My Dad documents the death of American manufacturing.

I grew up in Indiana, next door to the Indiana Glass Company, a factory that made glass for over 100 years. My Dad worked at the factory. Many other members of my family worked at the factory, and it was an economic pillar in our little town, which was then known as “The Glass Capital” of Indiana.

After NAFTA, another big company bought Indiana Glass, and my Dad was asked to pack up some of the equipment so it could be moved to Mexico. He did that, but he refused to go to Mexico to set it up there. He took his early retirement, and our neighborhood went silent. I remember, growing up, the constant sounds of the factory, the rhythms of shift change, the muffled voice of the woman on the intercom that haunted me in my bed, and especially the sounds of the trains that brought the sand, and the semi trucks that took away the finished product.

Last year they started tearing the factory down. My Dad, who still lives next door, documented the destruction and made the video. I think the footage is haunting, emblematic of what has happened to manufacturing. And perhaps I am biased, growing up next to the piles of glittering shards that were melted back into vases and fancy deviled egg plates, but glass is so much better than plastic. It’s something we can make here, and it is 100% recyclable. And damnit, your food tastes better when stored in glass. A great industry, devastated. And this is just one tiny little corner of the rust belt. The same thing has happened all over the country.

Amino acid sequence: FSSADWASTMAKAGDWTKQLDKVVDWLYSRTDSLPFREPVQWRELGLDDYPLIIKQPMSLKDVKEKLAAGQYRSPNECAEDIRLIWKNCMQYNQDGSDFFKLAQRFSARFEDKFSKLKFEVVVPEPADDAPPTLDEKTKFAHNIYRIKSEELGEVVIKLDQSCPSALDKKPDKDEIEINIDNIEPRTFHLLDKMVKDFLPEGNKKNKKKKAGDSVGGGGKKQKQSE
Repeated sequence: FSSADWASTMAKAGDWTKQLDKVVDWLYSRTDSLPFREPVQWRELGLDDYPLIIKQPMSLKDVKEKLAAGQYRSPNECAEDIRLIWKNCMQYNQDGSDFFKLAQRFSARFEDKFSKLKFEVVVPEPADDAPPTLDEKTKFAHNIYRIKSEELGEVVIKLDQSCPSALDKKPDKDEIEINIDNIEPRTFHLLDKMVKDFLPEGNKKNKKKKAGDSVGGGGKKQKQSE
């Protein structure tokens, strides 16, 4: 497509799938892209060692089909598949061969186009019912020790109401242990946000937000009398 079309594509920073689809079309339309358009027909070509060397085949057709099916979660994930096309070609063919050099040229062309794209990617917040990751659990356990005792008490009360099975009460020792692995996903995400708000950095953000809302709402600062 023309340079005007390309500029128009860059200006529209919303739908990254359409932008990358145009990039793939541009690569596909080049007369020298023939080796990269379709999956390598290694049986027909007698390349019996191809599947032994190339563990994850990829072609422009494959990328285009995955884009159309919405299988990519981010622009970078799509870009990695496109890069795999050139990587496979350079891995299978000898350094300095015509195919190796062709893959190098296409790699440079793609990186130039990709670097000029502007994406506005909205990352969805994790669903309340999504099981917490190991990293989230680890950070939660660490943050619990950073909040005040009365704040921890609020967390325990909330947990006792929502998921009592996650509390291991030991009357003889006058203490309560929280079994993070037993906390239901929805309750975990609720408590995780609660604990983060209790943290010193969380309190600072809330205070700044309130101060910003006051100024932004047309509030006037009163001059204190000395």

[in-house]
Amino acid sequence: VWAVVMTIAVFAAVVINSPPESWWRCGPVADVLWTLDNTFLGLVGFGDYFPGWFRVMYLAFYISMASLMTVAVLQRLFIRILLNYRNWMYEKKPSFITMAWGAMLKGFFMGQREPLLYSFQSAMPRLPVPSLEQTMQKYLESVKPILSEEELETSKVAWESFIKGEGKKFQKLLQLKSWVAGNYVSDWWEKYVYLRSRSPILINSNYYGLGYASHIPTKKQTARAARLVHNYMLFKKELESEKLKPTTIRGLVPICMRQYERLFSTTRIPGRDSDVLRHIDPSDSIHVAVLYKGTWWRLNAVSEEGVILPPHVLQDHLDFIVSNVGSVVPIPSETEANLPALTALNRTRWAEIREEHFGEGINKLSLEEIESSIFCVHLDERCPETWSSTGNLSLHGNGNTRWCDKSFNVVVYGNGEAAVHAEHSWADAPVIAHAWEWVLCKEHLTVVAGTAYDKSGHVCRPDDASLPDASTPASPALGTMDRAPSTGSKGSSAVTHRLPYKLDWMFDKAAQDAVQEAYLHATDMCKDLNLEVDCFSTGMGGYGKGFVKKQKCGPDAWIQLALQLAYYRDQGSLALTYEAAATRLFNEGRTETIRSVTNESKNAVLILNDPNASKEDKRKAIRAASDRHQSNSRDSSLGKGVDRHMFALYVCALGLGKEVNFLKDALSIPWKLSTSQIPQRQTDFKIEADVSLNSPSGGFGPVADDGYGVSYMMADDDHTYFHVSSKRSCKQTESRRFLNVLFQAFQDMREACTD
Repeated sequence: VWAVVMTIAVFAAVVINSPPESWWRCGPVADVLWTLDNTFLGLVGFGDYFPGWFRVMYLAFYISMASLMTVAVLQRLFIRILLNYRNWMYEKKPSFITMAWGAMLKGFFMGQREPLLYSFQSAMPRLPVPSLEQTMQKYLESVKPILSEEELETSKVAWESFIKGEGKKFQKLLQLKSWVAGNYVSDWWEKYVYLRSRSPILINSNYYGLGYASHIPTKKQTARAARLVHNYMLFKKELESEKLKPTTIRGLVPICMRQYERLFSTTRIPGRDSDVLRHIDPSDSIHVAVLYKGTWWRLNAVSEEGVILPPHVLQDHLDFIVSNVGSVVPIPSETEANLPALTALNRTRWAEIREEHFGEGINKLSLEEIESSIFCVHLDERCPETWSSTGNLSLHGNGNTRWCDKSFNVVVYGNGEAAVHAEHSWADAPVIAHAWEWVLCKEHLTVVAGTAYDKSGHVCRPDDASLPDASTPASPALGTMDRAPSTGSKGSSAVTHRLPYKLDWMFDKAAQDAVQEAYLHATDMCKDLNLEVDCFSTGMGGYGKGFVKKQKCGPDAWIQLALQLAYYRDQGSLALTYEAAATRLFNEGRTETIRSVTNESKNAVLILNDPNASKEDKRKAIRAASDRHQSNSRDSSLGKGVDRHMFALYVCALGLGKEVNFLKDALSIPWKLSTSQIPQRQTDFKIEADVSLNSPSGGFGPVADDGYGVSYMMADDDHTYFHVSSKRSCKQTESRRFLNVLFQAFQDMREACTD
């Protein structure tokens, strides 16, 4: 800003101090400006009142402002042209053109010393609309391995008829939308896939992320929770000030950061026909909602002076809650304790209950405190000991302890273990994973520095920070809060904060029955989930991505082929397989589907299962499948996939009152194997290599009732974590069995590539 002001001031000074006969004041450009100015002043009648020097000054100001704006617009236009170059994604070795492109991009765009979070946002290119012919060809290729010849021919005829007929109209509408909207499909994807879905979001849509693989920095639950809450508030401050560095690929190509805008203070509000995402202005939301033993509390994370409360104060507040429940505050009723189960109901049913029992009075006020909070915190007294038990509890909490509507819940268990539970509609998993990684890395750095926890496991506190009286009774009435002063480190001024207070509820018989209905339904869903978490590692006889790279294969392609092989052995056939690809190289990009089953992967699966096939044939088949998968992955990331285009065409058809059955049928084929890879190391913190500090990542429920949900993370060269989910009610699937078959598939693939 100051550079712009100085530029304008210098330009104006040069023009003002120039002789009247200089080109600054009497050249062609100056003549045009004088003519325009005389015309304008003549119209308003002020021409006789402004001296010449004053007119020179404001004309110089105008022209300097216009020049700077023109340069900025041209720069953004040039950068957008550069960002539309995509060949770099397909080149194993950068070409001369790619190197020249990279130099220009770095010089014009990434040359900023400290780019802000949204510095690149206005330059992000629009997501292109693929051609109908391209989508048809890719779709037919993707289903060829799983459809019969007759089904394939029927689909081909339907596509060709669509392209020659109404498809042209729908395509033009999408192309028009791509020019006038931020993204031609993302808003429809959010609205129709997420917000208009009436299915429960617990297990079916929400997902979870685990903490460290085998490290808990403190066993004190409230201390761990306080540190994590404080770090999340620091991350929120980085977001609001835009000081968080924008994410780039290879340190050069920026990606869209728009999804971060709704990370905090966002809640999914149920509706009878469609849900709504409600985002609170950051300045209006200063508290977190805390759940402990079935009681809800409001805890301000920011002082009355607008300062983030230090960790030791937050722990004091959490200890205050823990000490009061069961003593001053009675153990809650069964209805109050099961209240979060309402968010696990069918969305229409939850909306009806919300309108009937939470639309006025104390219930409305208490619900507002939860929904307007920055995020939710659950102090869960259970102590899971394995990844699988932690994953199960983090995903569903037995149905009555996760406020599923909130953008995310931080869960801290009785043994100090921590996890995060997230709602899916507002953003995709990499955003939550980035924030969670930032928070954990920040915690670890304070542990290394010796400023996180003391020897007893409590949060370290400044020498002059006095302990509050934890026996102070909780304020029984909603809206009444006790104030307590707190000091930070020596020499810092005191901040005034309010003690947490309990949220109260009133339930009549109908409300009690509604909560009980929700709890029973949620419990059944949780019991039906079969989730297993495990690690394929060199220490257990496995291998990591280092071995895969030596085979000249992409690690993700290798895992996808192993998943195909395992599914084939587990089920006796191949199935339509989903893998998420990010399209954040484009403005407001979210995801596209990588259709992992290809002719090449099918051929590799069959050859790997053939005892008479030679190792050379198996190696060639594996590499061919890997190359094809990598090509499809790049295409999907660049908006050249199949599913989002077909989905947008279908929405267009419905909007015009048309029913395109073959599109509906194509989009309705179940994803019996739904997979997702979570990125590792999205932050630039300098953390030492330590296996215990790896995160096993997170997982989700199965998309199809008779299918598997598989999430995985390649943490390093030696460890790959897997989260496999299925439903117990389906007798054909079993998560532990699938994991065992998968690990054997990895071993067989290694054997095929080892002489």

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One Response to My Dad documents the death of American manufacturing.

  1. Sara says:

    How sad and so very true! And has already added to the death of the American worker…

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